MIT Provost and Ray and Maria Stata Professor of Electrical Engineering and Computer Science Martin Schmidt SM ’83, PhD ’88, speaking to a gathering of reporters, underscored that awareness of the societal impact of current and future advances in computing “should shape how the research is performed.” The day ended with a fireside chat that brought together six MIT professors who have received the esteemed A.M. Turing Award, often described as “the Nobel Prize for computing.”
Panelists emphasized the importance of integrating skills and knowledge from other fields with computer science to ensure that ethical, political, and social implications of technology are fundamental to the education of computer scientists.
“The future of the humanities depends on our ability to bring in computational resources, and the ability of computer science to effect societal change depends on bringing humanities to the table,” said Michael Scott Cuthbert, associate professor of music and the director of digital humanities at MIT. “I think both futures at MIT are very bright.”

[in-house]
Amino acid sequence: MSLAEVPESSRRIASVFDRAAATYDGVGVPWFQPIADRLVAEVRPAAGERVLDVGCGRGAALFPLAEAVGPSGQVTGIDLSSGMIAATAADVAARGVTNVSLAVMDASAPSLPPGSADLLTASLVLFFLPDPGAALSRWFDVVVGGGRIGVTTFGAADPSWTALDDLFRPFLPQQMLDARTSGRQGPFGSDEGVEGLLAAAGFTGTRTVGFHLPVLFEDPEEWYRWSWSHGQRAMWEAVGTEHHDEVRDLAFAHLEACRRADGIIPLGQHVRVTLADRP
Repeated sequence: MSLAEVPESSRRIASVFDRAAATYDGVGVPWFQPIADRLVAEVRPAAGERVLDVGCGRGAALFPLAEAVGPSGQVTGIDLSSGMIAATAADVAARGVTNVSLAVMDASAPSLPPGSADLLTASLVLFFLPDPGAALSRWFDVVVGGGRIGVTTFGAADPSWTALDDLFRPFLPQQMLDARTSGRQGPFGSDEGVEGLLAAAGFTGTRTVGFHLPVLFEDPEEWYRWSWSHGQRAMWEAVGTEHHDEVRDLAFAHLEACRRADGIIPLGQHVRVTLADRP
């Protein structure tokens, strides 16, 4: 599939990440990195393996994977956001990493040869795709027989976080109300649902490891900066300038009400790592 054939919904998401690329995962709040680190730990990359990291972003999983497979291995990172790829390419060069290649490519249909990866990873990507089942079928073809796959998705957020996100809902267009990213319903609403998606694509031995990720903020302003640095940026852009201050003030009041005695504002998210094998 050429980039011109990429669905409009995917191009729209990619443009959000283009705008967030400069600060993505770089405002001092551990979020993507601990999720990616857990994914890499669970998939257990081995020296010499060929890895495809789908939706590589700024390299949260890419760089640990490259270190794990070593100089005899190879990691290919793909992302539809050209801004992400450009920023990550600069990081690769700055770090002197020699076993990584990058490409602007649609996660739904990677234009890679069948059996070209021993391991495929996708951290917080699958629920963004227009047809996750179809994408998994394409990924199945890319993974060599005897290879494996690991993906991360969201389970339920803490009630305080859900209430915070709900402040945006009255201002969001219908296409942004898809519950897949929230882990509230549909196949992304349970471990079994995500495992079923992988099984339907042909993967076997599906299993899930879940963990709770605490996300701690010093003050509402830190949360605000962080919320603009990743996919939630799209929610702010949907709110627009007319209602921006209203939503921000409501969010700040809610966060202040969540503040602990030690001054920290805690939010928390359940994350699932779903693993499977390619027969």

“We hope to integrate computing with just about every other subject at MIT so that students leave here with the knowledge and resources to be wise, ethically and technologically competent citizens and professionals. This is a very serious assignment, one that could have global consequences.”
—Susan S. Silbey, former Chair of the MIT Faculty, Leon and Anne Goldberg Professor of Humanities, Sociology, and Anthropology, and Professor of Behavioral and Policy Sciences
“Feeding 22 million children in a free and reduced lunch program is a big data problem, more important than self-driving cars, and it’s the kind of computing I think we should do on inequality and poverty.”
—Megan Smith ’86, SM ’88, former US Chief Technology Officer and founder and chief executive officer of shift7